Coral Reefs

, Volume 24, Issue 1, pp 157–159 | Cite as

Persistence of non-caribbean algal symbionts in Indo-Pacific mushroom corals released to Jamaica 35 years ago

  • Todd C. LaJeunesse
  • Sarah Lee
  • Stephanie Bush
  • John F. Bruno
Note

Mushroom corals endemic to the Indo-Pacific were collected and brought to Discovery Bay, Jamaica, and released on the fore-reef in the mid to late 1960’s by Thomas F. Goreau, an early pioneer in coral research (cf. Goreau et al. 1969 p 180; R. K. Trench, personal communication). Subsequently, the potential problems arising from introduction of an exotic species to the Caribbean were realized. Several attempts to eradicate these non-Caribbean species were then made between 1970 and 1980 and more than 25 adult individuals were removed (cf. Bush et al. 2004; J. Woodley, personal communication). However, re-discovery of two Fungia scutaria individuals in March of 2003 showed that a remnant population of this particular mushroom coral has persisted for over 35 years in the Caribbean (Bush et al. 2004). Since being introduced to Atlantic waters, these corals have displayed remarkable resilience, enduring two destructive hurricanes (Woodley 1992), environmental degradation resulting in collapse of native coral populations (Hughes 1994), and several bleaching events related to thermal stress (Goreau 1990).

Understanding the stability and/or flexibility of coral-algal symbioses is of great interest to those concerned with the long-term effects of climate change on reef building corals (Baker 2003). Whether the original symbiont population of F. scutaria was replaced by one of the many local Symbiodinium spp. found in the Caribbean (LaJeunesse 2002; LaJeunesse et al. 2003) is addressed in this report through use of genetic analyses.

Tissue from a F. scutaria collected on the fore-reef (15 m) off the north shore of Jamaica was preserved in 95% ethanol, homogenized, and the DNA isolated as described previously (LaJeunesse et al. 2003). PCR-denaturing gradient gel electrophoresis (DGGE) fingerprinting of the ribosomal internal transcribed spacer region (ITS) 2 was performed and the two lowest and most prominent DNA bands were excised and sequenced (Fig. 1). The genome of this Symbiodinium sp. contains two co-dominant sequence variants of the ITS 2. They appear to reflect a phylogenetic transition from C1 (ancestral) to the C1b (derived) sequence. When the DGGE fingerprints and sequences are compared with data from hundreds of Caribbean and Indo-Pacific host taxa, an identical match is made with a symbiont of Pacific origin, type C1b (Fig. 1). That member of Symbiodinium clade C was recently identified in the coral Pavona varians (collected at 3 m) from the southern Great Barrier Reef (GBR) (LaJeunesse et al. 2003) and in Leptastrea purpurea (15 m) and the organ pipe octocoral, Tubipora musica (15 m), from mid-shelf reefs on the central GBR (LaJeunesse et al., in press). It is also found in P. superficialis (6 m) from the Pacific coast of Panama (A.C. Baker and T.C. LaJeunesse, unpublished data) and appears to possess a wide, albeit uncommon, geographic distribution in the Pacific.
Fig. 1

PCR-DGGE ITS 2 fingerprints of the symbiont found in F. scutaria and a comparison with this type identified from various host taxa collected throughout the Pacific. This symbiont is designated by the presence of sequence,“C1b,” and distinguishes it from all other PCR-DGGE fingerprint profiles of Symbiodinium sp. characterized from the Caribbean (cf. LaJeunesse 2002; LaJeunesse et al. 2003 for further details). Lane 1 profile of the population isolated from F. scutaria collected from Jamaica at a depth of 15 m. Lane 2 a near identical fingerprint profile from that of the symbiont sampled from the coral L. purpurea (15 m, central GBR). This exact same fingerprint was found from P. varians (3 m southern GBR) and P. superficialis (East Pacific, Panama, 6 m). Lane 3 C1b from the octocoral, T. musica (15 m, central GBR). This last profile displays a similar fingerprint to the Clb found in scleractinians (lanes 1 and 2), but while it is scored as being the same symbiont, it lacks several faint diagnostic bands that distinguish it from the others. The marker lane (MKR) is a mix of common symbionts from clades B, C and D. Less stable heteroduplexes, created by the mismatch annealing of DNA strands from the homoduplexes resolved lower in the gel, are indicated.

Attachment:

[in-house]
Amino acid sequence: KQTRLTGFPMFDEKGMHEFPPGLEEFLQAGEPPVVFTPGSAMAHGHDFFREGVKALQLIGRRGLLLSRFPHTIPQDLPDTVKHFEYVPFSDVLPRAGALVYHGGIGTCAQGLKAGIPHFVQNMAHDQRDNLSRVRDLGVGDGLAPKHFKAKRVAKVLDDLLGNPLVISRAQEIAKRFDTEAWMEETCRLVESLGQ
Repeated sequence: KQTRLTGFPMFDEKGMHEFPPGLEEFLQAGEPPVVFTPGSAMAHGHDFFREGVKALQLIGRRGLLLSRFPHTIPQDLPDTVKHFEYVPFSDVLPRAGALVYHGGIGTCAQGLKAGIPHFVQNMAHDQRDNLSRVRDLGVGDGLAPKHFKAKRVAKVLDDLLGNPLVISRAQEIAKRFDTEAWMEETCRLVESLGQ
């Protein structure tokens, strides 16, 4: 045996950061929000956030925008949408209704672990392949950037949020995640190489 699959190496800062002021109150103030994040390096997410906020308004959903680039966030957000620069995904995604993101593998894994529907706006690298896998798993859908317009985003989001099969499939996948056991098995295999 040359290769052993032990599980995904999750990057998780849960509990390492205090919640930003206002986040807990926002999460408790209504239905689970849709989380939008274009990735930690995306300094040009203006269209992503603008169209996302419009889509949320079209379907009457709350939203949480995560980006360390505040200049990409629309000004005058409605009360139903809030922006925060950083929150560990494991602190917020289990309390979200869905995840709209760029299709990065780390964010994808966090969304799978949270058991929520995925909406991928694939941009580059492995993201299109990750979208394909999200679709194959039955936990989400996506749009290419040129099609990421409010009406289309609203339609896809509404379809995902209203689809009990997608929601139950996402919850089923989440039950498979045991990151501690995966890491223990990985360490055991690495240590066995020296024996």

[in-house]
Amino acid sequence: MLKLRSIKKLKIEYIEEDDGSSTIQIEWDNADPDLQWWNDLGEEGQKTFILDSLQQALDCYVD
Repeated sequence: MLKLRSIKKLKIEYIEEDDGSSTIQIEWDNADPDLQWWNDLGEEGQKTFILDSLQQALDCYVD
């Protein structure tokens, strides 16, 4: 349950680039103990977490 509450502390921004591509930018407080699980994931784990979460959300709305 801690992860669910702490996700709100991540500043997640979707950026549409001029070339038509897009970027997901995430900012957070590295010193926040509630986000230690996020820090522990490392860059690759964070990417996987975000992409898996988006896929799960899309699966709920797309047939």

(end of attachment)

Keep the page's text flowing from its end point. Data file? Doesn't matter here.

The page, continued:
The identical match of the ITS 2 fingerprint, C1b, from the Jamaican F. scutaria to samples taken from various Pacific hosts indicates that this Symbiodinium sp. is most probably a product of the Indo-Pacific diversification of clade C. Presently, over 50 genetically distinguishable symbiont types, mostly from Symbiodinium clades B and C, have been classified from extensive host collections at several sites in the Caribbean (LaJeunesse 2002; LaJeunesse, in press). They predominantly have limited geographic, host-specific and/or well-defined depth distributions within the Caribbean Sea. Only two types from clade C, namely C1 (S. goreaui) and C3, are known to also occur within a wide diversity of host taxa in the Indo-Pacific (LaJeunesse et al. 2003; LaJeunesse et al., in press). However, a diverse assemblage of clade C “types” distinct from those in the Caribbean has been documented from surveys of symbiont diversity from the eastern Pacific, Hawaii, Australia’s GBR, Okinawa, western Indian Ocean, and the Red Sea (LaJeunesse et al. 2003; LaJeunesse et al. 2004; LaJeunesse et al. in press; A.C. Baker and T.C. LaJeunesse, unpublished data). Interestingly, molecular phylogenetic analysis comprising all clade C ITS 2 sequences can be construed in terms of a major radiation spreading from C1 and C3 (the two ecologically different generalists are separated by a single base substitution in the ITS 2 region) (LaJeunesse, in press). The terminal nodes of this radiation are primarily represented by host-specific, regionally endemic (e.g. Hawaii vs. GBR) and/or rare types. These data show that the clade C assemblage from each ocean basin has evolved independently since biological exchange between the Indo-Pacific and Atlantic ended or was seriously restricted during the Miocene-Pliocene transition (Collins et al. 1996; Coates and Obando 1996; Haug and Tiedemann 1998).